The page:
Irish Journal of Occupational Therapy
Ahead of Print
Ahead of Print
Purpose – Dating is a meaningful occupation for many single people. The occupation of dating has transformed considerably in Ireland due to recent changes in Irish culture and the advent of online dating technology. The purpose of this study was to explore the complexities and intricacies of dating in an Irish context.
Design/methodology/approach – A qualitative research approach was used and data were collected using semi-structured interviews with ten heterosexual women (age 24-34) living in urban areas of Ireland. Data were analysed using inductive thematic analysis (Braun and Clarke, 2006).
Findings – Dating did not fully resonate with their experience, but they did not have an alternative term. The form of dating was influenced by cultural, temporal, physical and virtual contexts. Beliefs about dating, fluctuating emotions and feelings of mortification because of the stigma of online dating created meaning for participants and influenced their use of strategies to improve resilience. While dating was not a preferred occupation for participants because of its arduous nature and fluctuations in emotion, it was seen as essential to fulfil the function of finding a romantic partner or partner in occupation. Connections between participant experiences and occupational science are discussed to address the lexicon of dating and the form, function and meaning of dating.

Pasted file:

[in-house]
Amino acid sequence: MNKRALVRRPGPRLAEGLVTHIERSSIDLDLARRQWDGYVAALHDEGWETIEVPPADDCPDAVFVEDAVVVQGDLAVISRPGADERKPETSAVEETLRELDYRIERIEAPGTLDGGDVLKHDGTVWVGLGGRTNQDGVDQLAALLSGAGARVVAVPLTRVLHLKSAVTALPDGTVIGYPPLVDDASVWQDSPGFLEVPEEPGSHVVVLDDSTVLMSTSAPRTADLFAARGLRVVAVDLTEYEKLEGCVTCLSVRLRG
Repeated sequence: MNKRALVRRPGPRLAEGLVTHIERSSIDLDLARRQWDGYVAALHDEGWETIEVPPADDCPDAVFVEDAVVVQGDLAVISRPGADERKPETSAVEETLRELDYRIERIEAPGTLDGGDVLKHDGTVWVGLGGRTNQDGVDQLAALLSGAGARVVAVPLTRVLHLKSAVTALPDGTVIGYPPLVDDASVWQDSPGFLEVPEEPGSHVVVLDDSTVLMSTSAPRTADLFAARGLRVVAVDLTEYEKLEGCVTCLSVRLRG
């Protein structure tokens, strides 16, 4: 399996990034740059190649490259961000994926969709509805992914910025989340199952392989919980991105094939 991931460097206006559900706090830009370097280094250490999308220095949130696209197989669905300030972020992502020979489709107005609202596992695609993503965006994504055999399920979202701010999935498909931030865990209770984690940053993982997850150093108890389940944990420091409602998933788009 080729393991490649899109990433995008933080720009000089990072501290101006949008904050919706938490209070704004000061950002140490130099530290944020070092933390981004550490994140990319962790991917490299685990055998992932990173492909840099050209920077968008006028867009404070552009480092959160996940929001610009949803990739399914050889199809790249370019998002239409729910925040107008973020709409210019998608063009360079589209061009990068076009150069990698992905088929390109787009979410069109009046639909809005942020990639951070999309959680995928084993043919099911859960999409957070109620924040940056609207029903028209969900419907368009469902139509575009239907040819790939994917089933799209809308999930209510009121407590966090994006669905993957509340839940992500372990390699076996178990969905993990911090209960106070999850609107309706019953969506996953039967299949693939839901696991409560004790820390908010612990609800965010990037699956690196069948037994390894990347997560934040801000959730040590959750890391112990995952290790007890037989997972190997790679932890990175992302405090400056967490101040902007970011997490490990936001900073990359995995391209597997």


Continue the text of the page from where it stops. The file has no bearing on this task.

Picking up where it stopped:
Originality/value – This study contributes to occupational science knowledge by revealing the occupational understandings of dating as an emerging and dynamic occupation in a rapidly changing culture of Ireland.
Copyright © 2022, Karen McCarthy and Jeanne Jackson
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